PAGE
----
This course is designed to provide students with an assessment of their knowledge of fundamental HTML5 application development concepts. It can also serve as a stepping stone to additional exposure to web development careers.

Students will explore core HTML5 client application development skills that will run on today’s touch-enabled devices (PCs, tablets, and phones). Although HTML is often thought of as a web technology that is rendered in a browser to produce a UI, this course focuses on using HTML5, CSS, and JavaScript to develop client applications. After successful completion of this course, students should have solid foundational knowledge of HTML5, CSS and JavaScript. It is recommended that students be familiar with the concepts of and have some hands-on experience with the related technologies.

Introduction to Information Technology (9-12) - 35.02.00.00.005

Strands and Standards
The Introduction to Information Technology course is for students interested in pursuing a career in the field of information technology (IT). Students will be introduced to the different aspects of information technology to determine where their interests. Students will complete assignments and projects in IT careers, digital media, hardware and operating systems, communications and networks, software development, databases, and new and emerging technologies. 

Linux Fundamentals (11-12) - 35.01.00.00.025

Strands and Standards
The CompTIA Linux+ [Powered by LPI] certification is a vendor neutral credential. In order to receive CompTIA Linux+ certification, a candidate must pass two exams. The successful junior level Linux administrator should be able to:

  • Work at the Linux command line;
  • Perform easy maintenance tasks including assisting users, adding users to a larger system, executing backup and restore, shutdown and reboot;
  • Install and configure a workstation (including X) and connect it to a LAN, or a stand-alone PC via modem to the Internet.

The first exam is CompTIA Linux+ [Powered by LPI] exam number LX0-101. This exam measures a portion of the competencies required by a junior level Linux administrator, as described in the exam objectives below. This examination blueprint includes domain weighting, test objectives, and sample content. Candidates are encouraged to use this document to guide their studies. The contents of the examination blueprint help prioritize topics and provide a guide of what to expect on this CompTIA Linux+ [Powered by LPI] exam. The table within the standards lists the domains measured by this examination and the extent to which they are represented.

Microsoft Certified Professional, MCP (10-12) - 35.01.00.00.020

Candidates for this exam are seeking to prove Windows Server administration knowledge and skills. Before taking this exam, candidates should have a solid foundational knowledge of the topics outlined in this preparation guide. It is recommended that candidates become familiar with the concepts and the technologies described here by taking relevant training courses. Candidates are expected to have some hands-on experience with Windows Server, Windows-¬‐based networking, Active Directory, account management, and system recovery tools and concepts.

Mobile Development Fundamentals (9-12) - 35.02.00.00.048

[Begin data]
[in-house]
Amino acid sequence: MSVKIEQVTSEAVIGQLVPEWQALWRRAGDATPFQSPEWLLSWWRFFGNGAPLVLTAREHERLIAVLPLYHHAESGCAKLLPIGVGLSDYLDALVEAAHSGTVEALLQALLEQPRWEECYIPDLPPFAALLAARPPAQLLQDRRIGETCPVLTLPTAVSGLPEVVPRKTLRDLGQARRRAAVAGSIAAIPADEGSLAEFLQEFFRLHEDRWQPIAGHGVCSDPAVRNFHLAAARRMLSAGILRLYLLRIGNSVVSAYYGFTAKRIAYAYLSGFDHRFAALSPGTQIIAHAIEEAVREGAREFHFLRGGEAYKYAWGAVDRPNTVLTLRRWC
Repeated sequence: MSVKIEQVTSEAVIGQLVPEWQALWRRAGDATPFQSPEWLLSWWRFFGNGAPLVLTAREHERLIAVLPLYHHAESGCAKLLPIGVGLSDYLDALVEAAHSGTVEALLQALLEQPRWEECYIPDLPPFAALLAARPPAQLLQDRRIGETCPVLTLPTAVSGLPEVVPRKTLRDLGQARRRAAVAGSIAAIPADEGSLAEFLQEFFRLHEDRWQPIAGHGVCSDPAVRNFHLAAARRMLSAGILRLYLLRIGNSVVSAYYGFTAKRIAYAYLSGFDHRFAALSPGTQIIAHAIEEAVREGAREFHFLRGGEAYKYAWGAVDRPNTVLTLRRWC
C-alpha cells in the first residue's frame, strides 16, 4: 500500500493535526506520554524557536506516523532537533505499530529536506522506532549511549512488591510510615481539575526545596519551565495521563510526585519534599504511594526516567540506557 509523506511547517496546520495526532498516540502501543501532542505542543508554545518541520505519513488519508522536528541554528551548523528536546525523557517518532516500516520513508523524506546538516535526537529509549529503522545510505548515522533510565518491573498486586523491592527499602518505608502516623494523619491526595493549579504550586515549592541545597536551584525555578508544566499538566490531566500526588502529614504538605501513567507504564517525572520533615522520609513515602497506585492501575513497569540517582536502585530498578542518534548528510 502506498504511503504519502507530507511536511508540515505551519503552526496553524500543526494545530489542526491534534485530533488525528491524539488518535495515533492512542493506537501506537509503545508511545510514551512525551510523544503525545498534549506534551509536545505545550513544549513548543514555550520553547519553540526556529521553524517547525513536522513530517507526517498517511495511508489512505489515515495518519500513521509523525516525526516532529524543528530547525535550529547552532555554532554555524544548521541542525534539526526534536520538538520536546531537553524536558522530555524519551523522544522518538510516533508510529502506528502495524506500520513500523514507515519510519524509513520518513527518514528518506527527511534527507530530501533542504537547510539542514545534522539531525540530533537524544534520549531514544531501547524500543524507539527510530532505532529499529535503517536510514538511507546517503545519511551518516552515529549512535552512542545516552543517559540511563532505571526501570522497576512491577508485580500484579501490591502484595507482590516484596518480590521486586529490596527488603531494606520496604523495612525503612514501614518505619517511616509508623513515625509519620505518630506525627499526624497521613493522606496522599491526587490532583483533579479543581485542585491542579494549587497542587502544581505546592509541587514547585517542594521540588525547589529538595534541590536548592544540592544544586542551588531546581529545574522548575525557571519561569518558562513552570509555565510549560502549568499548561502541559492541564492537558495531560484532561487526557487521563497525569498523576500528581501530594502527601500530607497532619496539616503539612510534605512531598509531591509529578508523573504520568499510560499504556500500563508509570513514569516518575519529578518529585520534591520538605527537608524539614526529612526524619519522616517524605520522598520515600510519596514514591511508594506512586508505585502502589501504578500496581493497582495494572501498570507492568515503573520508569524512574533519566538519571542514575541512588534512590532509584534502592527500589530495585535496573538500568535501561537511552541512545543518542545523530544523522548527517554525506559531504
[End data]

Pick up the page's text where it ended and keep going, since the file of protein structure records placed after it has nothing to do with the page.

Strands and Standards
This course is designed to teach skills to develop apps for phones, tablets, and other devices that run on a variety of operating system. Students will learn core mobile development skills. Before taking this course, students should have solid foundational knowledge of the following topics: C#, Visual Studio, .NET, HTML5, SQLite, CSS, Javascript, ASP.NET MVC, Swift, and other phone operating system tools.

Network Fundamentals (10-12) - 35.01.00.00.030

Strands and Standards
Utah’s Network Fundamentals are based on CompTIA 2011 Network+ Objectives. The CompTIA Network+ certification is an internationally recognized validation of the technical knowledge required of foundation-level IT network practitioners.

Security Fundamentals (10-12) - 35.01.00.00.036

This course will provide students with information on network security including industry wide topics on communication security, infrastructure security, cryptography, access control, authentication, external attack and operational and organization security.

This course will also prepare students for the MTA Security Fundamentals and the CompTIA Security+ IT industry certification exams.

Web Development 1 (9-12) - 35.02.00.00.060

Strands and Standards
Web Development 1 is a course designed to guide students in a project-based environment, in the development of up-to-date concepts and skills that are used in the development of today’s websites. Students will learn the fundamentals of how the internet works. They will learn and use the basic building blocks of the World Wide Web: HTML5 coding, Cascading Style Sheets (CSS), and JavaScript. They will follow the steps to create a website by planning, designing, developing, deploying, and maintaining of website projects. Students will learn and use different scripting technologies to create more dynamic and interactive websites. They will learn what it takes for a career in web development as they complete projects and create their own website.

Web Development 2 (9-12) - 35.02.00.00.065

Strands and Standards
Web Development 2 is a course designed to guide students in a project-based environment in the development of up-to-date concepts and skills that are used in the development of today’s websites. Students will learn the fundamentals of how the Internet works. They will learn and use the basic building blocks of the World Wide Web: HTML5 coding, Cascading Style Sheets (CSS), and JavaScript. They follow the steps to create a website by planning, designing, developing, deploying, and maintaining of the website projects. Students will learn and use different scripting technologies to create more dynamic and interactive websites. They will learn what it takes for a career in web development as they complete projects and create their own website.

Web Development Capstone (10-12) - 35.02.00.00.067

Strands and Standards
Web Development Capstone is a course designed to guide students in a project-based environment in the development of up-to-date concepts and skills that are used in the development of today’s websites. Some concepts for discovery and mastery include: front-end (HTML5, CSS3, Bootstrap, JavaScript, jQuery, jQuery mobile), foundation paradigms (OOPS, Design Patterns, Object Modelling, JSON, AJAX), MEAN Stack (MongoDB, Express Framework, AngularJS, Node.js), data exchange (HTTP, websockets), development environment and tools, DISHA (resume and interview prep package).